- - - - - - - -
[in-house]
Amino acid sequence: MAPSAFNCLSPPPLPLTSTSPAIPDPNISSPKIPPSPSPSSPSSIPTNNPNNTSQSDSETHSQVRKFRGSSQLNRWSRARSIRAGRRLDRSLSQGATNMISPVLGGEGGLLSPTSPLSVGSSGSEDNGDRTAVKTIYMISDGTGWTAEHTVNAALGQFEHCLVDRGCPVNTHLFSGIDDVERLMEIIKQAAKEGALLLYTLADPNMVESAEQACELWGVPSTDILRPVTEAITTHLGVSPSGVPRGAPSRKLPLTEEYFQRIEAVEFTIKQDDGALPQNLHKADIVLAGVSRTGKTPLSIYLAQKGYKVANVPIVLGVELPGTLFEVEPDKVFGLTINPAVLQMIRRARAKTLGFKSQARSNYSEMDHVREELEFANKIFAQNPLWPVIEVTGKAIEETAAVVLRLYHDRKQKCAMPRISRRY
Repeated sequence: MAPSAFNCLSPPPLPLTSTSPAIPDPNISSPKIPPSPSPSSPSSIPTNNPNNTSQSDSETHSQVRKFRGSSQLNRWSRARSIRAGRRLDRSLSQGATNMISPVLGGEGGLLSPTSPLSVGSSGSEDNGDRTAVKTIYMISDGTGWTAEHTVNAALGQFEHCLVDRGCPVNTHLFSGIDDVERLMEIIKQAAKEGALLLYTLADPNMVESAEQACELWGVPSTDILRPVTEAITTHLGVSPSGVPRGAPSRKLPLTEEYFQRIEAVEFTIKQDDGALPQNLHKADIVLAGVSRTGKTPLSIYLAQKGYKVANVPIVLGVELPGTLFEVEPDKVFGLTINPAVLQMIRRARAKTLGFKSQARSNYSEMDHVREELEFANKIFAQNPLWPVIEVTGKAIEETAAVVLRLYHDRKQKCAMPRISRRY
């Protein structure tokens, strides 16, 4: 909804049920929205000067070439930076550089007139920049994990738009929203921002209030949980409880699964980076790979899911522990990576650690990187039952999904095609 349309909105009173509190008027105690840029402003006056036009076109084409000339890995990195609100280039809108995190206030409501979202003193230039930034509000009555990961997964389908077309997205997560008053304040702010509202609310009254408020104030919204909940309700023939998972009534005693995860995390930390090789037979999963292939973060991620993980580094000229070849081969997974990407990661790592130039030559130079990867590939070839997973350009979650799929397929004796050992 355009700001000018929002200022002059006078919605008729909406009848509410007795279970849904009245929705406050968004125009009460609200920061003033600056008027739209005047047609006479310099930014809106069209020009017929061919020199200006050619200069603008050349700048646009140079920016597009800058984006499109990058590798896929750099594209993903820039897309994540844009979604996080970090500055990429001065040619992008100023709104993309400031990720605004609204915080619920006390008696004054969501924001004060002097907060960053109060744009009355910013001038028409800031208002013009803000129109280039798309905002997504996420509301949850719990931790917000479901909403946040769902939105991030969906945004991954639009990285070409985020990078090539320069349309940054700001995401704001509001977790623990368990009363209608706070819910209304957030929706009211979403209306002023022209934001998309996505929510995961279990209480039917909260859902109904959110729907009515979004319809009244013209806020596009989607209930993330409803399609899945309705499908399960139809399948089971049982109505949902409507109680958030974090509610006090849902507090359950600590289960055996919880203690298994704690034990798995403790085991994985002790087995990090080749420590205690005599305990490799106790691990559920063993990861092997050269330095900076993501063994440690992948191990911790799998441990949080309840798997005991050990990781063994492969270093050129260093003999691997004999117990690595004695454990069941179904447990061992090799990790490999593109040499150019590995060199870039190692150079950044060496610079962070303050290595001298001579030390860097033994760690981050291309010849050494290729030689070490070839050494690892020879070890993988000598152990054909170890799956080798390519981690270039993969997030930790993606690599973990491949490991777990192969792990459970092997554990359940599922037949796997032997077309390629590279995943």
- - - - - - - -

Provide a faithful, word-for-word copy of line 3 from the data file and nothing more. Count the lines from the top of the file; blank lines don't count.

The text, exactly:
Repeated sequence: MAPSAFNCLSPPPLPLTSTSPAIPDPNISSPKIPPSPSPSSPSSIPTNNPNNTSQSDSETHSQVRKFRGSSQLNRWSRARSIRAGRRLDRSLSQGATNMISPVLGGEGGLLSPTSPLSVGSSGSEDNGDRTAVKTIYMISDGTGWTAEHTVNAALGQFEHCLVDRGCPVNTHLFSGIDDVERLMEIIKQAAKEGALLLYTLADPNMVESAEQACELWGVPSTDILRPVTEAITTHLGVSPSGVPRGAPSRKLPLTEEYFQRIEAVEFTIKQDDGALPQNLHKADIVLAGVSRTGKTPLSIYLAQKGYKVANVPIVLGVELPGTLFEVEPDKVFGLTINPAVLQMIRRARAKTLGFKSQARSNYSEMDHVREELEFANKIFAQNPLWPVIEVTGKAIEETAAVVLRLYHDRKQKCAMPRISRRY